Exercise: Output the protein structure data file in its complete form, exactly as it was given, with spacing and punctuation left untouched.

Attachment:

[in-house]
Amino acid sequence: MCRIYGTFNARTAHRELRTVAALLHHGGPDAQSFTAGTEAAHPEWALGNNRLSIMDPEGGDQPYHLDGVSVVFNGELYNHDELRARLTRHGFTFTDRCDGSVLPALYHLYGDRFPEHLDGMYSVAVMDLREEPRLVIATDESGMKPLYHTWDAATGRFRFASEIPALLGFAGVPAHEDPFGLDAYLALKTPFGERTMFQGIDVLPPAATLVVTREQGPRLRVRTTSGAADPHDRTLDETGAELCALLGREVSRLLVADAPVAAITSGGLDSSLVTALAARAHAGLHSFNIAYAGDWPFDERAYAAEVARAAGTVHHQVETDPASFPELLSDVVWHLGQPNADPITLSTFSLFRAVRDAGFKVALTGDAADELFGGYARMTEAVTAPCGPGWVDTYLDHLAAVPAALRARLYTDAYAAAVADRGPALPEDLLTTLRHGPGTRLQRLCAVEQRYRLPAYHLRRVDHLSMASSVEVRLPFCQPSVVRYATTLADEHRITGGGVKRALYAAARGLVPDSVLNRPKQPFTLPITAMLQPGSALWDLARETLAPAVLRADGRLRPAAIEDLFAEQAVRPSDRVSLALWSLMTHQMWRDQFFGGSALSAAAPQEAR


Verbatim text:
[in-house]
Amino acid sequence: MCRIYGTFNARTAHRELRTVAALLHHGGPDAQSFTAGTEAAHPEWALGNNRLSIMDPEGGDQPYHLDGVSVVFNGELYNHDELRARLTRHGFTFTDRCDGSVLPALYHLYGDRFPEHLDGMYSVAVMDLREEPRLVIATDESGMKPLYHTWDAATGRFRFASEIPALLGFAGVPAHEDPFGLDAYLALKTPFGERTMFQGIDVLPPAATLVVTREQGPRLRVRTTSGAADPHDRTLDETGAELCALLGREVSRLLVADAPVAAITSGGLDSSLVTALAARAHAGLHSFNIAYAGDWPFDERAYAAEVARAAGTVHHQVETDPASFPELLSDVVWHLGQPNADPITLSTFSLFRAVRDAGFKVALTGDAADELFGGYARMTEAVTAPCGPGWVDTYLDHLAAVPAALRARLYTDAYAAAVADRGPALPEDLLTTLRHGPGTRLQRLCAVEQRYRLPAYHLRRVDHLSMASSVEVRLPFCQPSVVRYATTLADEHRITGGGVKRALYAAARGLVPDSVLNRPKQPFTLPITAMLQPGSALWDLARETLAPAVLRADGRLRPAAIEDLFAEQAVRPSDRVSLALWSLMTHQMWRDQFFGGSALSAAAPQEAR